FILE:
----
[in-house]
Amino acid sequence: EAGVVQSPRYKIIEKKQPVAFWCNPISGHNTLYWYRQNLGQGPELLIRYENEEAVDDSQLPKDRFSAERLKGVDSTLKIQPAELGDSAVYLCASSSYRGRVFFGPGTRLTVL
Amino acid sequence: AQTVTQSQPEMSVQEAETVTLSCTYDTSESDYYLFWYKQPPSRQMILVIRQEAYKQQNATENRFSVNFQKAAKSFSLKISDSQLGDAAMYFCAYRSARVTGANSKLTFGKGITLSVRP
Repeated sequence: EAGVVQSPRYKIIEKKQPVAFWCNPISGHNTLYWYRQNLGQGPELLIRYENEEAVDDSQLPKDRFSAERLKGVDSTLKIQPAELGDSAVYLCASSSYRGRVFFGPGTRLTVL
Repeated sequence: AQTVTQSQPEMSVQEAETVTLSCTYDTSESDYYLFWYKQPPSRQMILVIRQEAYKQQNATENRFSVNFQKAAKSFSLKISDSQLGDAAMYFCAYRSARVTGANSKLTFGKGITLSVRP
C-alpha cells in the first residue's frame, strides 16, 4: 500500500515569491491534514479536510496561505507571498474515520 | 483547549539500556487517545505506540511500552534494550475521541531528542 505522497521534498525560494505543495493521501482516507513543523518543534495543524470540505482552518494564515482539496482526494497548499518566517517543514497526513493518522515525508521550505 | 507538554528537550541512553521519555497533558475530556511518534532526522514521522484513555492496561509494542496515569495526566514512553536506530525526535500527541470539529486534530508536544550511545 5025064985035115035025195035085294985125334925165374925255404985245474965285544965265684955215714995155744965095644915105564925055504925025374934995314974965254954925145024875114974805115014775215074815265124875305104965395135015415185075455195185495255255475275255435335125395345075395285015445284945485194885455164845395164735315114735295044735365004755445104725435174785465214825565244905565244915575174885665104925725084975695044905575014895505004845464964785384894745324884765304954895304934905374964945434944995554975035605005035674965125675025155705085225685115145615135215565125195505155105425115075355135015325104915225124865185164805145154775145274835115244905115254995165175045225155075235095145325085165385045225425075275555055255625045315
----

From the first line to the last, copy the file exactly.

[in-house]
Amino acid sequence: EAGVVQSPRYKIIEKKQPVAFWCNPISGHNTLYWYRQNLGQGPELLIRYENEEAVDDSQLPKDRFSAERLKGVDSTLKIQPAELGDSAVYLCASSSYRGRVFFGPGTRLTVL
Amino acid sequence: AQTVTQSQPEMSVQEAETVTLSCTYDTSESDYYLFWYKQPPSRQMILVIRQEAYKQQNATENRFSVNFQKAAKSFSLKISDSQLGDAAMYFCAYRSARVTGANSKLTFGKGITLSVRP
Repeated sequence: EAGVVQSPRYKIIEKKQPVAFWCNPISGHNTLYWYRQNLGQGPELLIRYENEEAVDDSQLPKDRFSAERLKGVDSTLKIQPAELGDSAVYLCASSSYRGRVFFGPGTRLTVL
Repeated sequence: AQTVTQSQPEMSVQEAETVTLSCTYDTSESDYYLFWYKQPPSRQMILVIRQEAYKQQNATENRFSVNFQKAAKSFSLKISDSQLGDAAMYFCAYRSARVTGANSKLTFGKGITLSVRP
C-alpha cells in the first residue's frame, strides 16, 4: 500500500515569491491534514479536510496561505507571498474515520 | 483547549539500556487517545505506540511500552534494550475521541531528542 505522497521534498525560494505543495493521501482516507513543523518543534495543524470540505482552518494564515482539496482526494497548499518566517517543514497526513493518522515525508521550505 | 507538554528537550541512553521519555497533558475530556511518534532526522514521522484513555492496561509494542496515569495526566514512553536506530525526535500527541470539529486534530508536544550511545 5025064985035115035025195035085294985125334925165374925255404985245474965285544965265684955215714995155744965095644915105564925055504925025374934995314974965254954925145024875114974805115014775215074815265124875305104965395135015415185075455195185495255255475275255435335125395345075395285015445284945485194885455164845395164735315114735295044735365004755445104725435174785465214825565244905565244915575174885665104925725084975695044905575014895505004845464964785384894745324884765304954895304934905374964945434944995554975035605005035674965125675025155705085225685115145615135215565125195505155105425115075355135015325104915225124865185164805145154775145274835115244905115254995165175045225155075235095145325085165385045225425075275555055255625045315